This could lead to farmers cutting cost by reducing their herd size to save money, since they can’t ship as much product to the plants as they did before. Down the road, that could keep the supply low.

“This probably will continue with beef and pork, especially since the processing capacity for pork went down 60 percent and beef like 65 percent,” Professor McFadden said. “Growers of beef and pork will likely reduce herd size. They have to think about what is happening in the processing facilities, which is out of their hands. Because of that, we’re going to see a prolonged period of higher prices.”

“The demand is still high but the producers can’t produce anything,” Mr. Mola said. “The actual product is not in short supply, it’s the people who process it.”

In the stores

Not only should shoppers expect higher prices at grocery stores, but they could find limits on certain items.

ACME Markets is putting temporary purchase limits on high-demand products. These limits vary by location and will be marked by signage in-store for specific quantity restrictions.

For online orders at ACME, customers are limited to two packages of beef, two packages of chicken, two packages of fresh pork, and two packages of fresh turkey, a total limit of eight fresh meat packages.

Costco is temporarily limiting meat purchases to three items per member, the company announced earlier this month. This includes poultry, beef and pork.

“Costco has implemented limits on certain items to help ensure more members are able to purchase merchandise they want and need,” reads the company statement.

National meat production chains have been hit as well, lowering the supply for grocery stores. John Tyson, chairman of Tyson Foods, posted a blog and took full page ads in several major newspapers warning of upcoming troubles with the supply chain due to COVID-19.
“The food supply chain is vulnerable,” the post read. “As pork, beef and chicken plants are being forced to close, even for short periods of time, millions of pounds of meat will disappear from the supply chain. … In addition to meat shortages, this is a serious food waste issue. Farmers across the nation simply will not have anywhere to sell their livestock to be processed, when they could have fed the nation. Millions of animals — chickens, pigs and cattle — will be depopulated because of the closure of our processing facilities. The food supply chain is breaking.”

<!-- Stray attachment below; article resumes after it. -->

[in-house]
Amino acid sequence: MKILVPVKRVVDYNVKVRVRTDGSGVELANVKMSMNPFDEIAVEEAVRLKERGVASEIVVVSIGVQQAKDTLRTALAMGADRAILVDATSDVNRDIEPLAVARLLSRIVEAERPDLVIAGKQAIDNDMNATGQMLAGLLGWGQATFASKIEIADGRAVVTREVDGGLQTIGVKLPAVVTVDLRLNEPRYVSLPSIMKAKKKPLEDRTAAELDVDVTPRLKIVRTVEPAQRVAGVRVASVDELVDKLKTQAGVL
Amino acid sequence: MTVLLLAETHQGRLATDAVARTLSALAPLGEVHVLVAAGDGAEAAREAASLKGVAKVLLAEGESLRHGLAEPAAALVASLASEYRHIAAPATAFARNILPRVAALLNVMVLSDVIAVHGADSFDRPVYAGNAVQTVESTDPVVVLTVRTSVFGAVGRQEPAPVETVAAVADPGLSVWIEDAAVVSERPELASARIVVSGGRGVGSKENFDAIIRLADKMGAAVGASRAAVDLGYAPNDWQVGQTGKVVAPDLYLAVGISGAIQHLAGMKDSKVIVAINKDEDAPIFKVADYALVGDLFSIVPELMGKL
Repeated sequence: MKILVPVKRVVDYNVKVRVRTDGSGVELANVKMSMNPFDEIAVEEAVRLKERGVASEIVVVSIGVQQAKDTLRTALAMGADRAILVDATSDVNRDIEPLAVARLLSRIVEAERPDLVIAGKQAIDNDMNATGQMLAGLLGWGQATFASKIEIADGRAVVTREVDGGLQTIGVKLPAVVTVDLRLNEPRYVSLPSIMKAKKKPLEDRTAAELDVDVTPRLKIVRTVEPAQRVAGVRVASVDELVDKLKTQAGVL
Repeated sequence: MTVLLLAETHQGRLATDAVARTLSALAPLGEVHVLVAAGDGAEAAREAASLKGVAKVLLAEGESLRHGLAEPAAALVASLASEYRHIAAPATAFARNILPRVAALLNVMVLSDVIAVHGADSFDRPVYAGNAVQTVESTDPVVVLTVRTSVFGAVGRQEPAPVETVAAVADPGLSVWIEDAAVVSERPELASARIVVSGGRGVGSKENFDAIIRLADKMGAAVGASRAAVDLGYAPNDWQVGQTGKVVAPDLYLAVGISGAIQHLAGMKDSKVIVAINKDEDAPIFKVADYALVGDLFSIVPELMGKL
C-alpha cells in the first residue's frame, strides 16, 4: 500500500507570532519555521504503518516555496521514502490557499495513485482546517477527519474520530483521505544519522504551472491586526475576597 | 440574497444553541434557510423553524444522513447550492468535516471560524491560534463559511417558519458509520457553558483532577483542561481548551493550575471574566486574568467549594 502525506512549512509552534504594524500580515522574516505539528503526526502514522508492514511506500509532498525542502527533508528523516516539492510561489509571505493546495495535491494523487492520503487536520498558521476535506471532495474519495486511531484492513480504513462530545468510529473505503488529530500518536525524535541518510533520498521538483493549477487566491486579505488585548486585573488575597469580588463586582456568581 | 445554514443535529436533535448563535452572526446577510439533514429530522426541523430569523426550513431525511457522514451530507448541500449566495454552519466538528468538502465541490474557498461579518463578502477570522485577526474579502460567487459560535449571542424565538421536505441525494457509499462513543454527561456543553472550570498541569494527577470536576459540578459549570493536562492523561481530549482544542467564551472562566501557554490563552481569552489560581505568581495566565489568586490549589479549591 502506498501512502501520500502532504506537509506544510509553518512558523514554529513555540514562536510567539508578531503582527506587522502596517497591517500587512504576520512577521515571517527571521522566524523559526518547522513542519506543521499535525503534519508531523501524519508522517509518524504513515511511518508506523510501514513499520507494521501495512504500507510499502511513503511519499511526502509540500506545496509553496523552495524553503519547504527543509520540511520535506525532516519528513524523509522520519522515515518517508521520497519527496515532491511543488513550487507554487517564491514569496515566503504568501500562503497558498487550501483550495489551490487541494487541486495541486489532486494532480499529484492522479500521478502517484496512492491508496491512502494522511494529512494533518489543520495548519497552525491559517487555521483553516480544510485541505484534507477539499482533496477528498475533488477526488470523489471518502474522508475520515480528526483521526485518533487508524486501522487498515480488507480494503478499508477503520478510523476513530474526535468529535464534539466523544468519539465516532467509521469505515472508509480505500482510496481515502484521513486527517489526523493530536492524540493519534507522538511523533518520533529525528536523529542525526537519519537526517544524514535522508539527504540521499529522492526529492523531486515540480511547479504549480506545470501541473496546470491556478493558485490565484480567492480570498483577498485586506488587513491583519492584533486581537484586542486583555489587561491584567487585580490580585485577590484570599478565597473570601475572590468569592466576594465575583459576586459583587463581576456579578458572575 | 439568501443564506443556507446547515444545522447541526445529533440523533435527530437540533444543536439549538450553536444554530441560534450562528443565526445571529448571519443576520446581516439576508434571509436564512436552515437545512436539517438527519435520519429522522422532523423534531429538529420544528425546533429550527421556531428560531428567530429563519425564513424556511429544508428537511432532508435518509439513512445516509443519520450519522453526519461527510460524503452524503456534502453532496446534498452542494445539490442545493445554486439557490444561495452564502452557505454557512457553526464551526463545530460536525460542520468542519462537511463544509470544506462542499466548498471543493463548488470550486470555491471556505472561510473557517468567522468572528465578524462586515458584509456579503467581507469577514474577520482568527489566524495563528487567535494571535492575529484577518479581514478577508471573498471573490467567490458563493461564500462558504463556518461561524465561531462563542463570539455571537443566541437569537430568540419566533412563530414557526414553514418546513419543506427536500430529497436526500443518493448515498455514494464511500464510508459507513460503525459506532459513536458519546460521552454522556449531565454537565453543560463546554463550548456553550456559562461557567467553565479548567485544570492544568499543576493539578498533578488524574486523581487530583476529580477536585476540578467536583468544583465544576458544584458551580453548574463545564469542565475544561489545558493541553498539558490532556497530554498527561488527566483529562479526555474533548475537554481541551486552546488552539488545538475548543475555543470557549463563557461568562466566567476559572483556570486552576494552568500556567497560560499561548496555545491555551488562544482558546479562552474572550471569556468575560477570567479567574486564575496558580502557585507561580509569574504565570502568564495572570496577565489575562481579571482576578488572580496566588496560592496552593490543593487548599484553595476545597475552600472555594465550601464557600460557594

Still, for the national stores like Food Lion and Walmart, they can afford to sell meat at a break-even margin or even at a loss because it makes up less than 10 percent of their profit margin, says Mr. Mola.

It’s the local butcher shops and meat markets who are currently under the most stress.

“It’s hard on us,” Mr. Mola said. “We’re all grateful for working but in no way is it a free meal ticket. We got people working very hard and it’s twice as stressful. I’ve got a great staff, I really do, and this has put them in a difficult situation because people are getting neurotic and have accused us of making up the rules.

“We’re extremely grateful to have a lot of people coming in but nothing is free,” he added. “The best way to handle it is to roll with the punches and stay off social media. We’re just trying to make everybody happy.”

Advice for consumers

For those looking to get the most bang for their buck, Professor McFadden said consumers should do their research while they shop.
“Check out all your local options, different stores, roadside stands or farmer markets,” Professor McFadden said. “Increase your search a little wider than it has been.”

Mr. Mola has reminded his customers the poultry market has about stabilized in Delaware. Camden-Wyoming Market also sells a lot of seafood, which is not in short supply, so he’s directed numerous customers in that direction if they are looking to save money.

If prices continue to rise, Mr. Mola also preaches self-responsibility because panic-buying he says, will just increase costs more.
“The best advice I can give someone is to shop normally for what you need,” Mr. Mola said. “Ask a lot of questions and look at the prices. You don’t have to ration yourself, just buy what you need. That will keep things as calm as it can.

“You can’t stop buying meat and you can’t hoard meat, just be normal. Don’t all of a sudden double everything you’re eating because you’re afraid next week it won’t be there. If everyone doesn’t overreact and has a little self-responsibility, it will make things a lot easier.”


Helpful Coronavirus links

Delaware Division of Health Coronavirus Page
CDC: About the Coronavirus Disease 2019
CDC: What to do if You Are Sick
Johns Hopkins Coronavirus Resource Center
AP News Coronavirus Coverage
Reopening Delaware: Resources for Businesses
Delaware Phase 1 guidance